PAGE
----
Once they receive your appeal notice, they will process the request and place you on the list to get a hearing before an administrative law judge (ALJ). The ALJ will eventually hear your case, but it should be noted that this could take a very long time.  One good thing is that if you are awarded disability, you can be awarded retroactive benefits dating back to the time when you first became disabled. This is the onset of disability date, as we discussed at the beginning of this posting.

Trevizo v. Berryhill

In a recent case from the U.S. Court of Appeals for the Ninth Circuit, the court reversed a denial of SSDI benefits, because the court concluded that ALJ did not properly weigh the opinion of the treating physician.  In order to understand this, it is important to understand the different types of physicians who can testify during the hearing.  The treating physician is, of course, the doctor who sees you and treats you for your injuries or illness.  This is probably the same doctor who drafted a letter as to his opinion of whether you are disabled, but his or her reason for seeing you was to treat you and not to form an opinion as to whether or not you were disabled for the purpose of obtaining SSDI benefits.

Prior to your hearing, a doctor who is hired by SSA will review your medical records and have you submit to a brief examination in many cases.  It will be a quick and cursory investigation, but these examiners are generally looking for reasons you are not disabled, and are often known for having less than ideal bedside manner.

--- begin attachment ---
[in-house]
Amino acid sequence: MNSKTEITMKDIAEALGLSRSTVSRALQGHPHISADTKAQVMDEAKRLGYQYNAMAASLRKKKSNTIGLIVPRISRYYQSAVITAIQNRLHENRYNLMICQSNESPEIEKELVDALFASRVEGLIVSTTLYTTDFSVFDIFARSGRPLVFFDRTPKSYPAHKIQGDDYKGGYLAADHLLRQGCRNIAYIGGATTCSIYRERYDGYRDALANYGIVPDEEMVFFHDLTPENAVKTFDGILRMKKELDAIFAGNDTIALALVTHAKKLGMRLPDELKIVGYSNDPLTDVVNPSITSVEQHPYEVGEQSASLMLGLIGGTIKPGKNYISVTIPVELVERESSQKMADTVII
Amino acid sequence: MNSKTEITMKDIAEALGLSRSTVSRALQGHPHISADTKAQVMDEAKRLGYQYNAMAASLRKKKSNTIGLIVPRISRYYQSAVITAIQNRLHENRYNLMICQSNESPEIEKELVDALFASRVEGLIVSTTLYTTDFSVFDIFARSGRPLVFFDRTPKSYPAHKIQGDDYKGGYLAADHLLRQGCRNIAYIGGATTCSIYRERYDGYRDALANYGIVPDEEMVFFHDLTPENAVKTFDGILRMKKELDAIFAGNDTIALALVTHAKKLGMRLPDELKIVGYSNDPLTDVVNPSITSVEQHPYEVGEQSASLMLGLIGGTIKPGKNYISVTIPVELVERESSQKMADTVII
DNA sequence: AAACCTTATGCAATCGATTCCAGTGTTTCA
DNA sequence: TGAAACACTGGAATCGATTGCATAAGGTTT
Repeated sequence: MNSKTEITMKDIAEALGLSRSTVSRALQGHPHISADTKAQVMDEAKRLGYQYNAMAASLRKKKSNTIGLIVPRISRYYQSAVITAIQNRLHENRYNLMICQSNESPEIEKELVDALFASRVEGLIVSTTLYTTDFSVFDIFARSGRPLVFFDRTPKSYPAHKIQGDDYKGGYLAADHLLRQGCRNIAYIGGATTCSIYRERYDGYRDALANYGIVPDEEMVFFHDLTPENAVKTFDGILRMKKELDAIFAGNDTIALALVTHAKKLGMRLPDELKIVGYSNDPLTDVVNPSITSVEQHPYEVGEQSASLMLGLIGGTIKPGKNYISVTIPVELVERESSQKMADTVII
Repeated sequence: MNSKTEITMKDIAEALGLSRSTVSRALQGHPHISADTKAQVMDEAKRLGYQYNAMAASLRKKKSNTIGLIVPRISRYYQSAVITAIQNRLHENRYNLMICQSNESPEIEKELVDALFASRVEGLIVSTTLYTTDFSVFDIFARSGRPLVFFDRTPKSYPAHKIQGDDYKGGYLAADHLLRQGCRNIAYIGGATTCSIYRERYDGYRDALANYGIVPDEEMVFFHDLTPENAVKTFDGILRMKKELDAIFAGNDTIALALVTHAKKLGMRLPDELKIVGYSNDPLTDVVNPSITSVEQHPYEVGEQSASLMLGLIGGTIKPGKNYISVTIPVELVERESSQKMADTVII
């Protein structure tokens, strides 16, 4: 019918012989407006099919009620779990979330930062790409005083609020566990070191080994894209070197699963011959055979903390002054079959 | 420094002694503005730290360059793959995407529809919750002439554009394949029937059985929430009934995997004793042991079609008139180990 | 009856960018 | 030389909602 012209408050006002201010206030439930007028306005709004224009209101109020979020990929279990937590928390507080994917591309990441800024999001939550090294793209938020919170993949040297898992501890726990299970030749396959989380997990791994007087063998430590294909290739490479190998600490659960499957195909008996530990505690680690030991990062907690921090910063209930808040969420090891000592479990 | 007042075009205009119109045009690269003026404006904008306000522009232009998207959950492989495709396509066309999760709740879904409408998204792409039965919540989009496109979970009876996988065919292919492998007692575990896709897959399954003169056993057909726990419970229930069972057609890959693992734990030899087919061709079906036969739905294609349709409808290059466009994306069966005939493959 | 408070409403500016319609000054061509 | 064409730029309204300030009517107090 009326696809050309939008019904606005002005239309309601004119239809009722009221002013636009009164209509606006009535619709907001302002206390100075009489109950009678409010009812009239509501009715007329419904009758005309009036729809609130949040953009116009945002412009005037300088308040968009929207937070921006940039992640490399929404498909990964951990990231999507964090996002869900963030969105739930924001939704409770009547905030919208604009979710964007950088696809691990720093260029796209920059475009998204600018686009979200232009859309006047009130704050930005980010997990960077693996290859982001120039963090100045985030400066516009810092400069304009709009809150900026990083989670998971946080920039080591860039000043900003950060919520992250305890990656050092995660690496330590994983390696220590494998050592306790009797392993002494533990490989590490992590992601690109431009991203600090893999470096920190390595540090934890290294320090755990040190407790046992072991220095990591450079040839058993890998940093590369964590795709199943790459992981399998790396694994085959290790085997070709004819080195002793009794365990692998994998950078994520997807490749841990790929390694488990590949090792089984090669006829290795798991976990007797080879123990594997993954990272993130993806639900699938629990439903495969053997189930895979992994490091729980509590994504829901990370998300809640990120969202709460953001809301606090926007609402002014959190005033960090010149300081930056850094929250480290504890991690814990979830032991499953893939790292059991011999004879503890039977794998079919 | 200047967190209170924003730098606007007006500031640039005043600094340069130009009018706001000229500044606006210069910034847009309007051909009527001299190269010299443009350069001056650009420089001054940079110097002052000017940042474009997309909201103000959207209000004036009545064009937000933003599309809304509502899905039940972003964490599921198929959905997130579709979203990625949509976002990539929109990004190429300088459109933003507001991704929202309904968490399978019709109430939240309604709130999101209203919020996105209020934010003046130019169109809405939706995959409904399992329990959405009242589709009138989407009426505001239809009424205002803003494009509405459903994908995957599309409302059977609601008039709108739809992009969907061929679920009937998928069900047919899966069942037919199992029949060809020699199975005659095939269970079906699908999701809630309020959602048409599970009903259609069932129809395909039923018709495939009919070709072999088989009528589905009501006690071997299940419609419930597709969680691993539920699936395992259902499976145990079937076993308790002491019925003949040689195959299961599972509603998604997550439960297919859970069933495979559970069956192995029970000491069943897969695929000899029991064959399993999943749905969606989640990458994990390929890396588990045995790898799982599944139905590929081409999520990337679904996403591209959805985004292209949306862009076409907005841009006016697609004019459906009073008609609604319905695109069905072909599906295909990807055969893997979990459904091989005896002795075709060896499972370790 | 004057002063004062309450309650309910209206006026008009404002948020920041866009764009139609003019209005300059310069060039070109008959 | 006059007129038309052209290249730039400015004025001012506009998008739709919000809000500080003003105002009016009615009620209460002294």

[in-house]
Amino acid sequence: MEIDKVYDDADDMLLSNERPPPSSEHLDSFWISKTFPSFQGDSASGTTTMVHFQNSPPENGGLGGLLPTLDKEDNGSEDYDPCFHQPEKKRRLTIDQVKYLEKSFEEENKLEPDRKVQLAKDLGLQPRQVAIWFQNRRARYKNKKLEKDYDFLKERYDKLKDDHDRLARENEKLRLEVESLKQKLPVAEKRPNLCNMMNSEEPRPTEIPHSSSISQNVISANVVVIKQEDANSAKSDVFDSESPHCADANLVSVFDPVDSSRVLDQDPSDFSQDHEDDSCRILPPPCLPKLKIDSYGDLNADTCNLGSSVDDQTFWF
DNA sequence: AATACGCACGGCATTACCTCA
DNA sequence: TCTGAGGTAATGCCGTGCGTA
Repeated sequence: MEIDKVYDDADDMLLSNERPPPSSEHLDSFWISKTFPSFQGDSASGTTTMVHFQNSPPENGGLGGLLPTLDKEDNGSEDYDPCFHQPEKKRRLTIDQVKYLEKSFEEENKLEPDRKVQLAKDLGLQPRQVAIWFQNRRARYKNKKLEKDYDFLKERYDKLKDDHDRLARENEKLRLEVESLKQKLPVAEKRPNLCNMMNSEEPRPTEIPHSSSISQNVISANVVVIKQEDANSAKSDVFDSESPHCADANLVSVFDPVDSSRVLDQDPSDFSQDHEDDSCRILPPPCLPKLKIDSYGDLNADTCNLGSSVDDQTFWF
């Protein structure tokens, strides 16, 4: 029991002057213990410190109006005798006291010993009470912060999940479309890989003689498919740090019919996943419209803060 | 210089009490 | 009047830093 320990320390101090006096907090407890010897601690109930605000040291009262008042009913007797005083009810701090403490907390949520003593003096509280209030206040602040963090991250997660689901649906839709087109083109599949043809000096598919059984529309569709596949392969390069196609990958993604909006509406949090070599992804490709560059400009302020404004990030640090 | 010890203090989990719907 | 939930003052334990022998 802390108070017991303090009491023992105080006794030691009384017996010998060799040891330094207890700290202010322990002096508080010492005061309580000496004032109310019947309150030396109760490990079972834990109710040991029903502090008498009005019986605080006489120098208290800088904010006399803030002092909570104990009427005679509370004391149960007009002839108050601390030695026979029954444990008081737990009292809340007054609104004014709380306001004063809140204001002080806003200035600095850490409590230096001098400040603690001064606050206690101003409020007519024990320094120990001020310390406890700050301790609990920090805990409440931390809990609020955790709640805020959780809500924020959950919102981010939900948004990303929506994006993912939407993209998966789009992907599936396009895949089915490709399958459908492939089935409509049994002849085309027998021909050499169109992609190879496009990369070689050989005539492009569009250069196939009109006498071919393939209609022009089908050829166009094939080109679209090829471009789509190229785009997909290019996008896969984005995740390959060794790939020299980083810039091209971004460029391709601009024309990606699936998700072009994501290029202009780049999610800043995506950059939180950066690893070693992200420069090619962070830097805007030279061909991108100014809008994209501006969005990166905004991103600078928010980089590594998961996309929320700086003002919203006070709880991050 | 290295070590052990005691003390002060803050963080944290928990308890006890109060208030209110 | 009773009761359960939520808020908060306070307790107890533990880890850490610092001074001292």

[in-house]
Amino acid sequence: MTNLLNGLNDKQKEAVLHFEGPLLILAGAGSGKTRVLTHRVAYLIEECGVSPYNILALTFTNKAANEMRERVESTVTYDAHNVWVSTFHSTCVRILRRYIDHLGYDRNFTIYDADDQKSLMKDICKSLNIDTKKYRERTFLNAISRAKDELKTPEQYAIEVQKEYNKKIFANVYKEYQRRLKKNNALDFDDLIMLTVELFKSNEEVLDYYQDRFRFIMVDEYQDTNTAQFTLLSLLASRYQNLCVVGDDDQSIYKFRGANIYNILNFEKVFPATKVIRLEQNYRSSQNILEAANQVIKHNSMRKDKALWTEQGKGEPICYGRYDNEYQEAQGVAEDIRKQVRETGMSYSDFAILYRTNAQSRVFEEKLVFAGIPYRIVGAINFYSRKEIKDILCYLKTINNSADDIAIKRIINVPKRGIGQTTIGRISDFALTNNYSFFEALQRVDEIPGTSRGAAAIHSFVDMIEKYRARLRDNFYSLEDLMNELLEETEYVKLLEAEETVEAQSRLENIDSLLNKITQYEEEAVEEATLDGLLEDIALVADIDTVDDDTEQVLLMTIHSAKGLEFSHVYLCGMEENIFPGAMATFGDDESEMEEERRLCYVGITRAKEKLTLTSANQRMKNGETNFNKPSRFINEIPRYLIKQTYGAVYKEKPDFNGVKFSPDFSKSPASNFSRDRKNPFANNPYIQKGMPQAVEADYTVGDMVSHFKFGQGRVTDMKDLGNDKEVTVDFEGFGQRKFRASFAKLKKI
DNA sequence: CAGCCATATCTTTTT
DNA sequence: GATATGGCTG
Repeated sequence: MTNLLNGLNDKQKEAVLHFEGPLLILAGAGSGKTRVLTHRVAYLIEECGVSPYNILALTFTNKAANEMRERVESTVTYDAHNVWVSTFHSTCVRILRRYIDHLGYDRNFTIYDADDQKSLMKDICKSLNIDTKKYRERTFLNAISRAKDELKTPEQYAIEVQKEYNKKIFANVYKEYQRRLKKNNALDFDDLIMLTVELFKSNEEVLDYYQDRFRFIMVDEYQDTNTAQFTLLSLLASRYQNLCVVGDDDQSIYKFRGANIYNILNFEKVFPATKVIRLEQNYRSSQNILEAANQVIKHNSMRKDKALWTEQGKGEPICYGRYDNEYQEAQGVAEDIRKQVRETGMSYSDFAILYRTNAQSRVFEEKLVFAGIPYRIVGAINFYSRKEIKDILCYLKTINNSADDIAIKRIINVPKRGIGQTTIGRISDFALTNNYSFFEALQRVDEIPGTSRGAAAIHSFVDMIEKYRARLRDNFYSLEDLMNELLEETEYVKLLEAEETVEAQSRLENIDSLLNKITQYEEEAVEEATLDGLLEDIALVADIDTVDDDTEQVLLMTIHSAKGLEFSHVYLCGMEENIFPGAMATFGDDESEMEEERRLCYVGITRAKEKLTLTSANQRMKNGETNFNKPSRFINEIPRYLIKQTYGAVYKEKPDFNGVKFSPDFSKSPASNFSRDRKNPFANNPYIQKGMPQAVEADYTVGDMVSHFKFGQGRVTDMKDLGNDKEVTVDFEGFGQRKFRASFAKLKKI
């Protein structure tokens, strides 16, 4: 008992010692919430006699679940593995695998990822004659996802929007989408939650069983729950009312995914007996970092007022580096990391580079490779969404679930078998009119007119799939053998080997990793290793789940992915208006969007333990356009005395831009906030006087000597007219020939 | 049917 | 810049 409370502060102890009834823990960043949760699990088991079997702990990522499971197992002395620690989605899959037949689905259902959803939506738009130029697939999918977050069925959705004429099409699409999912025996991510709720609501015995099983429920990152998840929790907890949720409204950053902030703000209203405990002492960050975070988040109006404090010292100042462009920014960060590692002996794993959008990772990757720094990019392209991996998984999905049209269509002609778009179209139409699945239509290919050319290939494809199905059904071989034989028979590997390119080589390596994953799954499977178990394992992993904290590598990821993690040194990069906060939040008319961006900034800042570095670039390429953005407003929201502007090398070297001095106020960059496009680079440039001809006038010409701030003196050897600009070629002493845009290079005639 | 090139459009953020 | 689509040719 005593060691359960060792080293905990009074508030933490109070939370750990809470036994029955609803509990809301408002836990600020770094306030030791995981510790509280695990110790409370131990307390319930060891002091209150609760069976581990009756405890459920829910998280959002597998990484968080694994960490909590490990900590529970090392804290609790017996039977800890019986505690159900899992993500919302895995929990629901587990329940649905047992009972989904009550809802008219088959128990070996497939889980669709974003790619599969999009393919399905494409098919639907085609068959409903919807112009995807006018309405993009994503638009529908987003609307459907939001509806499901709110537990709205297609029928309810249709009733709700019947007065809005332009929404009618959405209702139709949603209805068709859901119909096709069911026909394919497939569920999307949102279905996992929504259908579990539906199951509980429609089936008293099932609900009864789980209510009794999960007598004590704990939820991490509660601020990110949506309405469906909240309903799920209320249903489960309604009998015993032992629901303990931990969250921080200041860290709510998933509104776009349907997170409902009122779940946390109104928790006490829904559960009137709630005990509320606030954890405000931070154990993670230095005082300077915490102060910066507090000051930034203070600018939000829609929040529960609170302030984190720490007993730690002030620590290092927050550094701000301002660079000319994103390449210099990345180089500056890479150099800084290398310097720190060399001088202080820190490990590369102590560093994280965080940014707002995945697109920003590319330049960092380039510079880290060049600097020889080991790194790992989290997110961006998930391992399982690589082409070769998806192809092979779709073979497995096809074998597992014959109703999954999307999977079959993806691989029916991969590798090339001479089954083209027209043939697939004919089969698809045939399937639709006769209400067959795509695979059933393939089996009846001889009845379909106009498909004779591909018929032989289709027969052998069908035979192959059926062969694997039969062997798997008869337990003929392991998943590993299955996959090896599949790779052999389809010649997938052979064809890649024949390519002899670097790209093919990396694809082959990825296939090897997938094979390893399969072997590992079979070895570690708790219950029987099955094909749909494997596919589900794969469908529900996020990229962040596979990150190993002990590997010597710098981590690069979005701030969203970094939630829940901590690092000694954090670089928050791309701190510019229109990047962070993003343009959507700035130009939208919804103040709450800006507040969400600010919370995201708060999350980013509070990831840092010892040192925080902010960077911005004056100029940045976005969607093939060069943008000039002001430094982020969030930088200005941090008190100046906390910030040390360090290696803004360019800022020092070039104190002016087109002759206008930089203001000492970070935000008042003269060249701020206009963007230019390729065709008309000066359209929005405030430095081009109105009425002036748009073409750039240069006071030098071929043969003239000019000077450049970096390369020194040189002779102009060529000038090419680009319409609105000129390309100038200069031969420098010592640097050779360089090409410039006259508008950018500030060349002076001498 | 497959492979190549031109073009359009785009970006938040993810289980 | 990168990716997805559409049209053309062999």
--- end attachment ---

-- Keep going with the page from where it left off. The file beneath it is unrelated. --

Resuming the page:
At the hearing, this doctor will offer his or her opinion to the ALJ. Because this person has been qualified as a medical expert, he or she can give such opinions.  The doctor may also be asked hypothetical questions by the ALJ about a person in a similar condition to claimant.

In this case, the ALJ heard the testimony and reviewed the medical records and a made an ultimate determination that claimant was not in fact disabled.  This was contrary to the opinion of the treating physician.  There is a preference in favor of the treating physician and his or her opinion.  This means that if SSA (and the ALJ) wants to find that there is no disability, he or she can do so, but this would require overriding the medical opinion of the treating physician.  As held by the court, this requires substantial evidence as to why the treating physician’s opinion is not correct, and the decision to disregard the opinion must be clearly explained and reasoned in the written opinion.  In this case, the court found ALJ did not meet this burden and reversed and remanded the case for further proceedings consistent with its opinion.

If you or a loved one is seeking Social Security Disability Insurance in Boston, call for a free and confidential appointment at 1-888-367-2900.

Additional Resources:

Trevizo v. Berryhill, No. 15-16277 (9th Cir. 2017)

More Blog Entries:

Acting Social Security Administration Commissioner Resigns, Feb. 6, 2017, Boston SSDI Lawyer Blog